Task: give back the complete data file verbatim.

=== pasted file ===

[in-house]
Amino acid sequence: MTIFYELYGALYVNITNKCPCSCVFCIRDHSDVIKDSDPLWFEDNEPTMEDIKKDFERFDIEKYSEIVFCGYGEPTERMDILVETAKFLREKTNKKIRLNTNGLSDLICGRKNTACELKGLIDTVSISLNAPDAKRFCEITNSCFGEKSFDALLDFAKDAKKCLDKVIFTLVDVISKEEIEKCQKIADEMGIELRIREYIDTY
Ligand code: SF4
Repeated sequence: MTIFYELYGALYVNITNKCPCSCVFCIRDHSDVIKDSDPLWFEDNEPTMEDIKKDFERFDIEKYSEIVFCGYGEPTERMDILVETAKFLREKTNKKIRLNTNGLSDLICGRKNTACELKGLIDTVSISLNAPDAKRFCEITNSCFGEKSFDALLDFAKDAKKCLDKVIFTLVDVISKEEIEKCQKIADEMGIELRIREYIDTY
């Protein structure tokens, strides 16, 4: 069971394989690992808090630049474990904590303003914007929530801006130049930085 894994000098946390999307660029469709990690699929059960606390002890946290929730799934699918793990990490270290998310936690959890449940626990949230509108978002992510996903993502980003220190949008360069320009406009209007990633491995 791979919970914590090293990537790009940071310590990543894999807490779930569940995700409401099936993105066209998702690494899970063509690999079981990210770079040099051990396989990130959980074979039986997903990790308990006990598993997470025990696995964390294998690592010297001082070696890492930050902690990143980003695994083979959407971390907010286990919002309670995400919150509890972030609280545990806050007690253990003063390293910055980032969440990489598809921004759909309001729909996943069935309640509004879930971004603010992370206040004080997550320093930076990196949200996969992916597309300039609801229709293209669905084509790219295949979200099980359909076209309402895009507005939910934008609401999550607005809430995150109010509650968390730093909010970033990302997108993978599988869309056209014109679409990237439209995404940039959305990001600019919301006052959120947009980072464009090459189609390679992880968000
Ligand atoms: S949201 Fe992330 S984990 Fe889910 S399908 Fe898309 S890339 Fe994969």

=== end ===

[in-house]
Amino acid sequence: MTIFYELYGALYVNITNKCPCSCVFCIRDHSDVIKDSDPLWFEDNEPTMEDIKKDFERFDIEKYSEIVFCGYGEPTERMDILVETAKFLREKTNKKIRLNTNGLSDLICGRKNTACELKGLIDTVSISLNAPDAKRFCEITNSCFGEKSFDALLDFAKDAKKCLDKVIFTLVDVISKEEIEKCQKIADEMGIELRIREYIDTY
Ligand code: SF4
Repeated sequence: MTIFYELYGALYVNITNKCPCSCVFCIRDHSDVIKDSDPLWFEDNEPTMEDIKKDFERFDIEKYSEIVFCGYGEPTERMDILVETAKFLREKTNKKIRLNTNGLSDLICGRKNTACELKGLIDTVSISLNAPDAKRFCEITNSCFGEKSFDALLDFAKDAKKCLDKVIFTLVDVISKEEIEKCQKIADEMGIELRIREYIDTY
């Protein structure tokens, strides 16, 4: 069971394989690992808090630049474990904590303003914007929530801006130049930085 894994000098946390999307660029469709990690699929059960606390002890946290929730799934699918793990990490270290998310936690959890449940626990949230509108978002992510996903993502980003220190949008360069320009406009209007990633491995 791979919970914590090293990537790009940071310590990543894999807490779930569940995700409401099936993105066209998702690494899970063509690999079981990210770079040099051990396989990130959980074979039986997903990790308990006990598993997470025990696995964390294998690592010297001082070696890492930050902690990143980003695994083979959407971390907010286990919002309670995400919150509890972030609280545990806050007690253990003063390293910055980032969440990489598809921004759909309001729909996943069935309640509004879930971004603010992370206040004080997550320093930076990196949200996969992916597309300039609801229709293209669905084509790219295949979200099980359909076209309402895009507005939910934008609401999550607005809430995150109010509650968390730093909010970033990302997108993978599988869309056209014109679409990237439209995404940039959305990001600019919301006052959120947009980072464009090459189609390679992880968000
Ligand atoms: S949201 Fe992330 S984990 Fe889910 S399908 Fe898309 S890339 Fe994969």